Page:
The campaign lasted from May to the beginning of August 2019 to have it practically finished before the seasonal peak of transmission of the disease, which begins in July. Since then and for two years, that is, until July 2021, safety (which has no health risks), immunogenicity (if it generates an immune response in the patient) and efficacy (how much it manages to reduce the disease) after having inoculated three doses plus a fourth booster at six months. After one year, the results have shown 77% effectiveness in the group that received more adjuvant and 74% in the group that received less. “We have increased the follow-up to 24 months to see to what extent that 77% efficiency can be maintained,” explains Tinto to this newspaper.
Phase 3 will involve 4,800 children between 5 and 36 months in five locations in four African countries (Burkina Faso, Kenya, Mali and Tanzania) with their own characteristics. “We will cover different transmission environments: from seasonal to permanent, from low to intense,” the scientist details. “Once immunized, the children will be followed for two years to detect any malaria infection and evaluate the efficacy and safety of the vaccine. So I would say if it is successful we should be able to make it available within three to four years. “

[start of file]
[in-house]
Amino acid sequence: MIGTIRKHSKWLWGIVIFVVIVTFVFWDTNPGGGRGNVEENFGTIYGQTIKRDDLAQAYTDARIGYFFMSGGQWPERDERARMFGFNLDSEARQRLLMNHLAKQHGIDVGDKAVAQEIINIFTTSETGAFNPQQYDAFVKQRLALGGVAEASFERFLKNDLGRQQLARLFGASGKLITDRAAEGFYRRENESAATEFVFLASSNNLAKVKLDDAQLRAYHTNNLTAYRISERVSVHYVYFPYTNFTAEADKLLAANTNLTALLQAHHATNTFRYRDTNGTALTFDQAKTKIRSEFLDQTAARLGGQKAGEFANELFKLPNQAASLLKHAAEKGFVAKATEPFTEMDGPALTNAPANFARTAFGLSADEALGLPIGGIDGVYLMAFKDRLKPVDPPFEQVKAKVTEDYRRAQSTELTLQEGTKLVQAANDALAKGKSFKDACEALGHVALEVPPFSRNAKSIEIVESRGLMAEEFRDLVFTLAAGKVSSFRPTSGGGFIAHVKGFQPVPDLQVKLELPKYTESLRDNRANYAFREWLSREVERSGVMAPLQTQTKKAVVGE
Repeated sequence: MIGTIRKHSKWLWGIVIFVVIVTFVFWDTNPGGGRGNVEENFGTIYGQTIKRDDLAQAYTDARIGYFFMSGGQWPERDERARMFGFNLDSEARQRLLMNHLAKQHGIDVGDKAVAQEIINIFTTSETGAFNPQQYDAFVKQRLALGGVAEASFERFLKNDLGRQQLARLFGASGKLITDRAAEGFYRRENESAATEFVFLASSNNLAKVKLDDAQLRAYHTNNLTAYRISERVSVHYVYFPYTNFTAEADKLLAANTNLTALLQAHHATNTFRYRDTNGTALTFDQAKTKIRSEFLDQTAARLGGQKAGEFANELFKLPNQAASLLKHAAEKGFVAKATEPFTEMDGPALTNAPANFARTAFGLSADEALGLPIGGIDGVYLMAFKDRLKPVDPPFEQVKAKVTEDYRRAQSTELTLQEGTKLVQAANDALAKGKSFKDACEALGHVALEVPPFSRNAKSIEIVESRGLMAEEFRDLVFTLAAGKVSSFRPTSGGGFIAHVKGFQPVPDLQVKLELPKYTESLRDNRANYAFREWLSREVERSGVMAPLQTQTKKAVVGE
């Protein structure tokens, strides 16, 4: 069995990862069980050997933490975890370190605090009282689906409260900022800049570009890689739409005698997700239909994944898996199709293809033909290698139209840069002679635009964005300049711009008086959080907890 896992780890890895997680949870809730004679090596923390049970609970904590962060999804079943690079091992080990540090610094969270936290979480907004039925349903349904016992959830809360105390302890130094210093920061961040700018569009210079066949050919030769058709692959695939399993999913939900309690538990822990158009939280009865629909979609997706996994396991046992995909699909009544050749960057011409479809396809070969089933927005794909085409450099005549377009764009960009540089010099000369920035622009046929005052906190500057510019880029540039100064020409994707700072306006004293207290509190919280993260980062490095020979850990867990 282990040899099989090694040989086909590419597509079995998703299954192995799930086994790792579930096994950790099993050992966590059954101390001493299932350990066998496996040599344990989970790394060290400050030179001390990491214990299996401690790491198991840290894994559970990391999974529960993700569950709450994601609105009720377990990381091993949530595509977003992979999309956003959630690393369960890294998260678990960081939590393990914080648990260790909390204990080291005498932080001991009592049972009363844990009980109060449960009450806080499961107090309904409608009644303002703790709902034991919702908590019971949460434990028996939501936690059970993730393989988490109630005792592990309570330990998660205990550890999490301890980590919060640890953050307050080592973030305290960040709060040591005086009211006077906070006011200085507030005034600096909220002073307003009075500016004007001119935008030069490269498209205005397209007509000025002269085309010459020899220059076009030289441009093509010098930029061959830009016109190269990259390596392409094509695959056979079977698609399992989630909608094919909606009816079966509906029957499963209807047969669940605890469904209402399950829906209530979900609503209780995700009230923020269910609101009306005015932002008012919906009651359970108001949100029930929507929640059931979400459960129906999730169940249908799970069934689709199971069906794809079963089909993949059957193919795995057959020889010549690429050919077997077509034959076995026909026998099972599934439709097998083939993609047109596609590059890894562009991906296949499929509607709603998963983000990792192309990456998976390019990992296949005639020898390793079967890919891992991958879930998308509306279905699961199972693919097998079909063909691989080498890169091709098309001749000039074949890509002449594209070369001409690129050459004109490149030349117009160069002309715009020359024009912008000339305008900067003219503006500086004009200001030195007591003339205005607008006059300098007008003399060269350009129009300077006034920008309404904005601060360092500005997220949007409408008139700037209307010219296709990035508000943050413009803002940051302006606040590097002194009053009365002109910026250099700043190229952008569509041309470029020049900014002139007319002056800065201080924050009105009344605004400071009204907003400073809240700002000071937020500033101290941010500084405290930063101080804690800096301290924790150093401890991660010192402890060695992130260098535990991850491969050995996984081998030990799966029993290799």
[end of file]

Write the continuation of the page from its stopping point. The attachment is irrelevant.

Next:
The other great hope
The R21 is not a totally new idea, but it is the modified version of another also recent vaccine and the one that harbored all the hopes until now is the so-called RTS, S, devised by the GlaxoSmithKline laboratories (GSK) and whose effectiveness does not it is very high, since it only reaches 56% in the first 12 months and does not rise above 36% in subsequent years. The European Medicines Agency (EMA) issued a positive scientific opinion on it in July 2015, concluding that the benefits outweigh the risks, but as with other new immunizations, its safety has continued to be monitored. In fact, during phase 3 of the clinical trial there were more positive meningitis in children who had received the doses than in those who did not receive it and more deaths among girls than among boys; but in neither case has it been proven that the cause was RTS, S and the EMA concluded that there was not enough information to be able to consider it a “potential risk” and it was advised to continue monitoring. Since 2019, 1.7 million children in Kenya, Malawi and Ghana have been inoculated through a WHO-coordinated pilot program and the global bodies involved in this initiative are expected to meet in October 2021 to review the data and decide whether extended use is recommended.